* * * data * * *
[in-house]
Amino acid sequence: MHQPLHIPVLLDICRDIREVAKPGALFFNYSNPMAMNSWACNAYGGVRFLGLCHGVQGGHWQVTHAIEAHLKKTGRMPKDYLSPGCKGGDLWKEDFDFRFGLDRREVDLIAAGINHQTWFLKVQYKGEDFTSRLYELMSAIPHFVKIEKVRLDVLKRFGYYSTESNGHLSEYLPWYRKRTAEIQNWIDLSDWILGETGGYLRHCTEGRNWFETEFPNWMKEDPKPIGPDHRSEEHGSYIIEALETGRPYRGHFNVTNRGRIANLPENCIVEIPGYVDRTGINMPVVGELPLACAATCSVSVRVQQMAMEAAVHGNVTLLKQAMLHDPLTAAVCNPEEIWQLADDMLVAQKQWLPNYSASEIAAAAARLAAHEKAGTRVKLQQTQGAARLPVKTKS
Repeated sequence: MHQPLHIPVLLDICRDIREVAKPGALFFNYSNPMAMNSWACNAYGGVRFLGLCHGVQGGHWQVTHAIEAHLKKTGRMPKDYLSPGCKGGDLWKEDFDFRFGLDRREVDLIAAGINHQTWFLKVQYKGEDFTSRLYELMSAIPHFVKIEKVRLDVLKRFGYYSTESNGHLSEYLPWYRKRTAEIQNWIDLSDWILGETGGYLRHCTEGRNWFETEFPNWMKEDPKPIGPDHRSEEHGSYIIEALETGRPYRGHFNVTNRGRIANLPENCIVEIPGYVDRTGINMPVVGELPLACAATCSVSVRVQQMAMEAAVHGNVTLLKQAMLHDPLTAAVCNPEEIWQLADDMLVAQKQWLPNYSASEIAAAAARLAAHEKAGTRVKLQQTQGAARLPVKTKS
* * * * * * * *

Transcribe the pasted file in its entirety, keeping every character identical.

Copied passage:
[in-house]
Amino acid sequence: MHQPLHIPVLLDICRDIREVAKPGALFFNYSNPMAMNSWACNAYGGVRFLGLCHGVQGGHWQVTHAIEAHLKKTGRMPKDYLSPGCKGGDLWKEDFDFRFGLDRREVDLIAAGINHQTWFLKVQYKGEDFTSRLYELMSAIPHFVKIEKVRLDVLKRFGYYSTESNGHLSEYLPWYRKRTAEIQNWIDLSDWILGETGGYLRHCTEGRNWFETEFPNWMKEDPKPIGPDHRSEEHGSYIIEALETGRPYRGHFNVTNRGRIANLPENCIVEIPGYVDRTGINMPVVGELPLACAATCSVSVRVQQMAMEAAVHGNVTLLKQAMLHDPLTAAVCNPEEIWQLADDMLVAQKQWLPNYSASEIAAAAARLAAHEKAGTRVKLQQTQGAARLPVKTKS
Repeated sequence: MHQPLHIPVLLDICRDIREVAKPGALFFNYSNPMAMNSWACNAYGGVRFLGLCHGVQGGHWQVTHAIEAHLKKTGRMPKDYLSPGCKGGDLWKEDFDFRFGLDRREVDLIAAGINHQTWFLKVQYKGEDFTSRLYELMSAIPHFVKIEKVRLDVLKRFGYYSTESNGHLSEYLPWYRKRTAEIQNWIDLSDWILGETGGYLRHCTEGRNWFETEFPNWMKEDPKPIGPDHRSEEHGSYIIEALETGRPYRGHFNVTNRGRIANLPENCIVEIPGYVDRTGINMPVVGELPLACAATCSVSVRVQQMAMEAAVHGNVTLLKQAMLHDPLTAAVCNPEEIWQLADDMLVAQKQWLPNYSASEIAAAAARLAAHEKAGTRVKLQQTQGAARLPVKTKS